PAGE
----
Investing slump at Barclays sparks fall in profits
Barclays has posted a 5% fall in profits for the first three months of the year as earnings from its investment bank slumped by half.
Adjusted pre-tax profits fell to £1.69bn after the bank warned last month that it would be hit by the performance of the division.
The investment bank, which faces a shake-up likely to cost hundreds of jobs when Barclays announces a strategy review on tomorrow, saw pre-tax profits fall by 49% to £668m.
It was driven by a "significant decline" of 41% in income from its fixed income, credit and commodities business as well as changes to the business.
Barclays chairman Sir David Walker has hinted at a shrinking of the investment banking arm following a controversial rise in its bonus pool last year despite declining profits at the group.
It has been reported the group is to create a 'bad bank' or non-core unit as it seeks to exit parts of its fixed-income business and loss-making European network.
Chief executive Antony Jenkins said the first quarter saw a strong performance from its retail, cards and business banking arms, while cost reductions drove down underlying operating expenses.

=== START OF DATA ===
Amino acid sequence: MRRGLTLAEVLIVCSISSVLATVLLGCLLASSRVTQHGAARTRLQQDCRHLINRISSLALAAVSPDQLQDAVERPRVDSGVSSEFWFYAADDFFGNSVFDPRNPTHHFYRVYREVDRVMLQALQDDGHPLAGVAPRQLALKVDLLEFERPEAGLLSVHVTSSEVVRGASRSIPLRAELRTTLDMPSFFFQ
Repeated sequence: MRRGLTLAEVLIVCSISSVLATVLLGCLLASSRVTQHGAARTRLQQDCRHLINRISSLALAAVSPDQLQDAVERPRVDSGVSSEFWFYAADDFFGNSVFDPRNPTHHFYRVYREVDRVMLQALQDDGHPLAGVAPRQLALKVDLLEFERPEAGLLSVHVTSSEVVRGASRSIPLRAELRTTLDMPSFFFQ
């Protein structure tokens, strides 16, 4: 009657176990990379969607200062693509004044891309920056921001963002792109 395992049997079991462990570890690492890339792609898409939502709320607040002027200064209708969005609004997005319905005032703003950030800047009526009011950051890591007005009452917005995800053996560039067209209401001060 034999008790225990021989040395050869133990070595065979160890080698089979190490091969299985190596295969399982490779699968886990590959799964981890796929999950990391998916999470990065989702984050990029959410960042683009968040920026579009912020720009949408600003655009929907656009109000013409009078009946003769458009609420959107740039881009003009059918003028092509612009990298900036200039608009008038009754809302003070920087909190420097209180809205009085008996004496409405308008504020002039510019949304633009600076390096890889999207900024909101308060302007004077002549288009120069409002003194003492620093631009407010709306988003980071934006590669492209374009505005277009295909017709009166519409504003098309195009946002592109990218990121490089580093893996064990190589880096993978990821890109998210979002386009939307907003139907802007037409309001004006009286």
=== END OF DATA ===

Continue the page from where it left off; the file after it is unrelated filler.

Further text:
He said this week's review "will address issues underlying the performance challenges we have recently experienced, including positioning the investment bank for the new operating and regulatory environment".
The group said it remained "cautious about the trading environment", adding: "We remain focused on structurally reducing the cost base in order to improve returns."
There were no new provisions for compensating customers who were mis-sold payment protection insurance (PPI) – a scandal that has hit businesses across the sector in recent years.
Barclays said its pot of money set aside for redress stood at £689m after it used up £282m over the quarter.
It added that while overall complaint volumes fell though March, there was a spike in those claims made via management firms. The group said that as a result there was "significant uncertainty" about future levels of complaints.